- Update: The New York Court of Appeals threw out the state's new congressional map on Wednesday afternoon and ordered a new map to be drawn by a special master. The primary will be delayed.
After Florida enacted a new, controversial congressional map late last week, just two states have yet to complete the redistricting process, although courts have thrown out approved maps in two other states and additional lawsuits are pending around the country.
Legislators in Missouri and New Hampshire have yet to pass new maps to be used for the next decade – even though Republicans control both chambers of the legislature and the governor’s mansion in each state. And a key deadline has already passed in Missouri.
Meanwhile, courts have struck down congressional maps in Kansas and New York.
While Florida Gov. Ron DeSantis made national headlines by asserting his authority over the redistricting process, New Hampshire Gov. Chris Sununu did the same thing in March but drew far less attention. Perhaps that’s because there is less at stake in New Hampshire (which has two districts split between the parties) than Florida (where DeSantis engineered a map that likely swings four additional seats to the Republican ledger).
Sununu threatened to veto a map approved by the legislature in March and offered his own version that he said would make both districts more competitive. On Tuesday, Republican lawmakers presented a new map that adheres more closely to the original version than Sununu’s proposal, drawing renewed criticism from the governor.
A swift end to this afternoon\u2019s redistricting news \u2014 @GovChrisSununu statement following the release of the latest @NHHouseGOP congressional map #NH01 #NH02 #NHPolitics #WMURpic.twitter.com/4zLpjkOWoT— Adam Sexton (@Adam Sexton) 1650919732
The governor and legislators have until late May to work out a compromise. If they do not, the state Supreme Court will appoint a special master to draw a final map.
The deadline for candidates to file to run in the state is June 10. The primary will be held Sept. 13.
Republicans are at a similar impasse in Missouri, where the chambers have been unable to agree on how big an advantage to give their party for the next decade.
The congressional delegation is currently split 6-2 in favor of the GOP, and the first map passed by the state House in January would have maintained that margin. However, the Senate pushed back and wants to move another seat into the Republican column.
After rounds of negotiations, the Senate passed a new map in late March but the House would not approve it and now the two chambers cannot agree to schedule a conference committee to work out the differences.
The filing deadline was March 29 and the primary is scheduled for July 6. Barring a quick resolution, lawsuits seem likely.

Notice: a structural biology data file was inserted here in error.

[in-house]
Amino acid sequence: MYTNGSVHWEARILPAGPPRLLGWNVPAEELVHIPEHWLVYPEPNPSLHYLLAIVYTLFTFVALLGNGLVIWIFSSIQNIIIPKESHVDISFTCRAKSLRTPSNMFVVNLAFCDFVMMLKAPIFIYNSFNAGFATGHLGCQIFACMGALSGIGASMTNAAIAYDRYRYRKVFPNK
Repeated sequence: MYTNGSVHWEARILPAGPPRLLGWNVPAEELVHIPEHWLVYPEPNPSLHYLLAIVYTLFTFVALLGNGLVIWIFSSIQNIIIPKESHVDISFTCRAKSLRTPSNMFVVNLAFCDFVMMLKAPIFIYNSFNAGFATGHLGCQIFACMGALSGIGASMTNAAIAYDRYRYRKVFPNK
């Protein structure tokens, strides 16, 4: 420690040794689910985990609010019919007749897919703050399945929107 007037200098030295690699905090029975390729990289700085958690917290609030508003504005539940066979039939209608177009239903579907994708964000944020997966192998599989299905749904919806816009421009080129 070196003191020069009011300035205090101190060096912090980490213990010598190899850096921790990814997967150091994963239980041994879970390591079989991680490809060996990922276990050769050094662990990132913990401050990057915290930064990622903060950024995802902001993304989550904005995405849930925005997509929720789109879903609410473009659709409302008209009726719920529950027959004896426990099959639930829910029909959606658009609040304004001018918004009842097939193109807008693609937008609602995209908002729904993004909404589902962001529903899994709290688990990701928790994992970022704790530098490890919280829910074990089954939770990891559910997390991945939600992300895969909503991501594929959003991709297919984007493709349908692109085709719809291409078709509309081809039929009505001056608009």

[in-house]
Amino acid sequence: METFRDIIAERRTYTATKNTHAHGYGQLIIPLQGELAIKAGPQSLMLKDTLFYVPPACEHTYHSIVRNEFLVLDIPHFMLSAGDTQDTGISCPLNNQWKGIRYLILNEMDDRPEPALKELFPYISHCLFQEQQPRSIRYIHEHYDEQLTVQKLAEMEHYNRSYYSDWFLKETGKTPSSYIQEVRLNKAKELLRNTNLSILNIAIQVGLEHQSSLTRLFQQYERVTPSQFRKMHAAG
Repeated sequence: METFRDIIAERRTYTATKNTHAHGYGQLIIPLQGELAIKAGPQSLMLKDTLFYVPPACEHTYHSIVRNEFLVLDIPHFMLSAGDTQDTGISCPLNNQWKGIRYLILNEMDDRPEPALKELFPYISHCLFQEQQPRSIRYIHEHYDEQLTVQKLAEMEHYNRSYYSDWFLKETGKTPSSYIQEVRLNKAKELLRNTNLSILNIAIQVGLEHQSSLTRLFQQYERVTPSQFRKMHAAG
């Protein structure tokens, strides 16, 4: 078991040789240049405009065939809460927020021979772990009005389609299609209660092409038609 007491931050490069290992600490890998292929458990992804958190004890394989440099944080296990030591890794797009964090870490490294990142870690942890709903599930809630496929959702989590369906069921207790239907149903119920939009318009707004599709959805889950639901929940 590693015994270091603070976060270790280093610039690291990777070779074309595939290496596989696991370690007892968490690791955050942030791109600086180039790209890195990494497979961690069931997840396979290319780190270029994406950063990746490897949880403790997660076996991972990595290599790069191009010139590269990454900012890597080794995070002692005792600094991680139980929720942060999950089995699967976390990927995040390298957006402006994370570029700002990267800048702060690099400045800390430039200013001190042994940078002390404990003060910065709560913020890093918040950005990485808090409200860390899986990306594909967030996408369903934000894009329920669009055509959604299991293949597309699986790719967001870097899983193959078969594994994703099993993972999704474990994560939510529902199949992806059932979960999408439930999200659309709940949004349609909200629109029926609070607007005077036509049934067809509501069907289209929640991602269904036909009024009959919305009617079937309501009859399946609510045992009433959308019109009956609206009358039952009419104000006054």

Back to the drawing board
Democratic-controlled New York seemed to have finished its congressional redistricting process Feb. 3, when Gov. Kathy Hochul signed the new map into law. That map was drawn by legislators after a redistricting commission designed to remove elected officials from the process broke down under the weight of partisan fighting.
But two courts determined that the map, which would increase the Democrats’ margin of control in the delegation, is an illegal partisan gerrymander. The state Court of Appeals heard oral arguments on the case Tuesday and could rule this week on whether to reinstate the approved map or to require new lines be drawn.
Three alternative maps have already been submitted – one by the Republican plaintiffs, another from a New York nonprofit and a third by a lawyer.
The candidate filing deadline has already passed (April 7) and the primary is scheduled for June 28.
The new congressional map has also been overturned in Kansas, where a county judge ruled on Monday that the Republican-approved map is unfair to Democrats and people of color and therefore violates the state Constitution. The map, if allowed to stand, would likely increase the GOP’s chances of winning the sole district currently controlled by Democrats.
While the court has ordered legislators to draw a new map, the state attorney general has vowed to appeal the ruling.
The candidate filing deadline is June 1 for the Aug. 2 primary.
On Friday, DeSantis signed the bill to make his congressional map official. That same day, a collection of voting rights organizations and individual voters filed a lawsuit claiming the new district lines violate the state Constitution.
In 2010, Florida voters approved a “Fair District” amendment that empowers minority voters to be able to select their representatives. DeSantis’ map breaks up a district currently represented by Rep. Al Lawson, a Black Democrat. The plaintiffs also argue the map violates state prohibitions on partisan gerrymandering.
A lawsuit is also pending in Ohio, where Democrats are fighting a Republican-approved map. However, that case will not be heard in time to affect the 2022 elections.
A Republican-led lawsuit in New Mexico has become stalled, and a lawyer for the state party recently asked for a judge to be appointed so it can move forward.
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